barryvabeach's picture
barryvabeach

So I normally bake the day I mill, but I mill a bunch at a time, so some flour is left over and goes in the freezer --  will it age in the freezer, and at the same rate, as at Room Temp?   

leslieruf's picture
leslieruf

is there a difference between the same day bake and when you bake using flour from the freezer? 

Leslie

HansB's picture
HansB

different results. Flavor and nutrition are my only concern. I know back in the day 50's-60's they aged for commercial production. Today the trend in bread baking is to use fresh milled flour as I will do. Thanks for your input!

Mr. Waffles's picture
Mr. Waffles

I read into the issue a bit more. Apparently, rancidity usually becomes evident after 2 weeks.

So I'd say 7-10 days is probably the sweet spot, but that's if you're tempering.  If you're using whole wheat that's untempered, maybe 3-7 days would be the sweet spot.  That would give enough time for moisture to be let loose and for protein to strengthen, but it would cut down on spoilage.

And I also learned nutrition actually does degrade profoundly. For some reason, I thought nutrition was little affected by aging, but it's quite serious and fast.  If you don't use fresh flour within hours, it loses a lot of vitamins.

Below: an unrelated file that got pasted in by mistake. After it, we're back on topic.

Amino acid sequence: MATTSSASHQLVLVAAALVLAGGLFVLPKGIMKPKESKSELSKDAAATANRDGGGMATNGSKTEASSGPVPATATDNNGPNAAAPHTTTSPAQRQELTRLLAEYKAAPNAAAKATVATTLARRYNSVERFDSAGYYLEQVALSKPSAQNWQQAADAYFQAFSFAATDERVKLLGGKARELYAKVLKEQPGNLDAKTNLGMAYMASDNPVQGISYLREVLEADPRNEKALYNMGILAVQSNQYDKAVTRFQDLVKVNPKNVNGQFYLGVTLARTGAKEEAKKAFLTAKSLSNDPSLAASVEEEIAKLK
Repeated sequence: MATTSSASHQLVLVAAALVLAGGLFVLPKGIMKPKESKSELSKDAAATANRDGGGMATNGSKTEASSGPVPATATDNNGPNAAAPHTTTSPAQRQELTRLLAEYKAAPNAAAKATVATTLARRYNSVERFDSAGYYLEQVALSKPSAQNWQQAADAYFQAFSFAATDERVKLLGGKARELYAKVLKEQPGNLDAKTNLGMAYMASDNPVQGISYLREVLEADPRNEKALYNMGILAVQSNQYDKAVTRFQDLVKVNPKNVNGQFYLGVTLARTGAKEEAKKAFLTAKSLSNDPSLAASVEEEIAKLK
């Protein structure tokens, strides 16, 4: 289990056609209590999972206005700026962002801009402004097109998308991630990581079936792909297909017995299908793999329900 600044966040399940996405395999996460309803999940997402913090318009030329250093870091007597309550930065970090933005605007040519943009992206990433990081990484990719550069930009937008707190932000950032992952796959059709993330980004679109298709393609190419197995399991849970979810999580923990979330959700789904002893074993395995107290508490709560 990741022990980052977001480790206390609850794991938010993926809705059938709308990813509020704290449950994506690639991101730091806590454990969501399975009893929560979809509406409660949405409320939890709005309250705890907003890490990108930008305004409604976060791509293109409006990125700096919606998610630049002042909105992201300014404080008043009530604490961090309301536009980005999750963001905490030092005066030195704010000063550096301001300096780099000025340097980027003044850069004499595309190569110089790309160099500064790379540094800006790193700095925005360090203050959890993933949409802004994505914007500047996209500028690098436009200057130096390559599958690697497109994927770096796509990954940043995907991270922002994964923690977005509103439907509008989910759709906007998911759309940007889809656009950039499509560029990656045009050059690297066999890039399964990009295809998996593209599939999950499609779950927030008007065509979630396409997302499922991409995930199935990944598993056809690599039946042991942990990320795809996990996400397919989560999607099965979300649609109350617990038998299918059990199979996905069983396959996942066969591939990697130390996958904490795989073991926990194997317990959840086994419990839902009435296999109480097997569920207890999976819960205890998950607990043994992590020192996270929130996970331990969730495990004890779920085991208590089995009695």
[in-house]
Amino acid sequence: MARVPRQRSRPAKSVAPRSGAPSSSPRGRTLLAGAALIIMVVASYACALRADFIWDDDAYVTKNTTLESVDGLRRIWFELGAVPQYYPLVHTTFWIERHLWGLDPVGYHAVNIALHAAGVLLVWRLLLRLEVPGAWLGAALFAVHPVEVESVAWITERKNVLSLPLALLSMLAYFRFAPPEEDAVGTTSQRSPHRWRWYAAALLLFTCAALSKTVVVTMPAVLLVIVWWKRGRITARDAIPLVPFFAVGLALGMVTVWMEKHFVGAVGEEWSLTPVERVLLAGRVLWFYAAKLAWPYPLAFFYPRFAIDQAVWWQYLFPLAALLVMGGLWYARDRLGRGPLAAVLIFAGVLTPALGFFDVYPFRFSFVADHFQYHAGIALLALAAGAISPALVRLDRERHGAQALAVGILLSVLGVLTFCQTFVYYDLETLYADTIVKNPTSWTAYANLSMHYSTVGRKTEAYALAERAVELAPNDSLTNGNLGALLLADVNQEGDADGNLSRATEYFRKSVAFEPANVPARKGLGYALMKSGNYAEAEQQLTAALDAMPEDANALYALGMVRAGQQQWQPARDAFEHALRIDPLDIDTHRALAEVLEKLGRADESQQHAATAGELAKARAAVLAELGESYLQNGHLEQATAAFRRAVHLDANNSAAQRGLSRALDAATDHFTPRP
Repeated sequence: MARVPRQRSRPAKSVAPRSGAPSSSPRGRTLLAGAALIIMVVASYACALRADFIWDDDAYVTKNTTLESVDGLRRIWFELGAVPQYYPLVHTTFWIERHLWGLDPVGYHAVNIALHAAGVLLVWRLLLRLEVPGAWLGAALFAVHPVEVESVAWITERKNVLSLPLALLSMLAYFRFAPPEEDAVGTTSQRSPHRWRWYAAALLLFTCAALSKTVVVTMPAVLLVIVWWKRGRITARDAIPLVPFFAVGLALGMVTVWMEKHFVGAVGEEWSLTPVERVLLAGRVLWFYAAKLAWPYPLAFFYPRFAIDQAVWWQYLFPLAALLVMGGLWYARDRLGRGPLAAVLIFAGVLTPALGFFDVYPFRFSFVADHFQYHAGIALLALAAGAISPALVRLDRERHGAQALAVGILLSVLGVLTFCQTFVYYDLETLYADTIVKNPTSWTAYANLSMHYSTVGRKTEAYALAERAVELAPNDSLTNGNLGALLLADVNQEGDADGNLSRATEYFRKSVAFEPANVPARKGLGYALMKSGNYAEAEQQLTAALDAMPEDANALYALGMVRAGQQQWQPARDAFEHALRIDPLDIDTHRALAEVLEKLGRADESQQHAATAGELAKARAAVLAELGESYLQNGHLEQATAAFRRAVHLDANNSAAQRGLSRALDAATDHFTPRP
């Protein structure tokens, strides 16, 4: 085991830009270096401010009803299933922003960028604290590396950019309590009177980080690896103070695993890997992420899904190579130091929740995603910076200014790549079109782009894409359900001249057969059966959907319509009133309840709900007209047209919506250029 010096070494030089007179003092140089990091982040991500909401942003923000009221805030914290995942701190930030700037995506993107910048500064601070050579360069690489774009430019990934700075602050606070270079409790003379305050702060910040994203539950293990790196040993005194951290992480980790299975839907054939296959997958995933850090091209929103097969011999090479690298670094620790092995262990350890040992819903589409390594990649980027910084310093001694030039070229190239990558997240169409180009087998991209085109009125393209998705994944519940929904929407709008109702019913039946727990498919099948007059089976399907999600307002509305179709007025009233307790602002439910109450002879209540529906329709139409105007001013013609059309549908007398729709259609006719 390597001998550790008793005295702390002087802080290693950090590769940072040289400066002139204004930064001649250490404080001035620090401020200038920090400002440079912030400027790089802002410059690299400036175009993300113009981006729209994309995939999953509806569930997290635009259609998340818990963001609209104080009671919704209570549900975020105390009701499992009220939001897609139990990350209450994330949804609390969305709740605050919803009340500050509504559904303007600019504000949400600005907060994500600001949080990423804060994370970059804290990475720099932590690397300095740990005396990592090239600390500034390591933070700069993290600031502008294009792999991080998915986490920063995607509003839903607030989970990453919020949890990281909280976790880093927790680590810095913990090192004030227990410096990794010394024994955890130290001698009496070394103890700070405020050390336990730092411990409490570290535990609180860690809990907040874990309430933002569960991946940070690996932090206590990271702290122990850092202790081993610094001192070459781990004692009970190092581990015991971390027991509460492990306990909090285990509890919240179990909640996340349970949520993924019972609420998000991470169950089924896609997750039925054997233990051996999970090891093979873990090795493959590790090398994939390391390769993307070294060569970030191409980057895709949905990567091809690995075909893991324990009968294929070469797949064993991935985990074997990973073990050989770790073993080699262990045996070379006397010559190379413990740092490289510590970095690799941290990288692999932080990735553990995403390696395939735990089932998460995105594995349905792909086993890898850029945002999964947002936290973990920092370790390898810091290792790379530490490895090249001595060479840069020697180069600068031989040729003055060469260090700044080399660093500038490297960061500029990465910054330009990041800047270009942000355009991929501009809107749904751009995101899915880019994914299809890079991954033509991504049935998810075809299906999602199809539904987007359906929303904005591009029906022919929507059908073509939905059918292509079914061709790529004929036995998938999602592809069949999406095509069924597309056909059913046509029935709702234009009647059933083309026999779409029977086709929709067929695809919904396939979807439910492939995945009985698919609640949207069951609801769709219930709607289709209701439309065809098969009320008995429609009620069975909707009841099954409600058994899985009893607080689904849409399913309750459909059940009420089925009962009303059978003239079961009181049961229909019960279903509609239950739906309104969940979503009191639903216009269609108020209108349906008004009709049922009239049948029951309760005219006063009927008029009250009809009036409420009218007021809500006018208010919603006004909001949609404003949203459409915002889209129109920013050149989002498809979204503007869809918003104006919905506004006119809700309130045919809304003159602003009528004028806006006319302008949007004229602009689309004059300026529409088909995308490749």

HansB's picture
HansB

For the additional information!

barryvabeach's picture
barryvabeach

Leslie,  I don't really notice a difference, but in fairness, I usually use what I have in the freezer, then mill some more .  Taste is similar to me, my understanding was that keeping it in the freezer helps keep the nutritional value, and of course keeps it from going rancid.

HansB's picture
HansB

Before getting the mill I bought a lot from Anson Mills. They mill to order and recommend freezing to maintain freshness. I think you are doing the right thing.

leslieruf's picture
leslieruf

will see how I go.

Leslie

the hadster's picture
the hadster

My computer was having a brain transplant, so I was unable to log in for over a week.

Thank you all for all your input.  I'm going to experiment.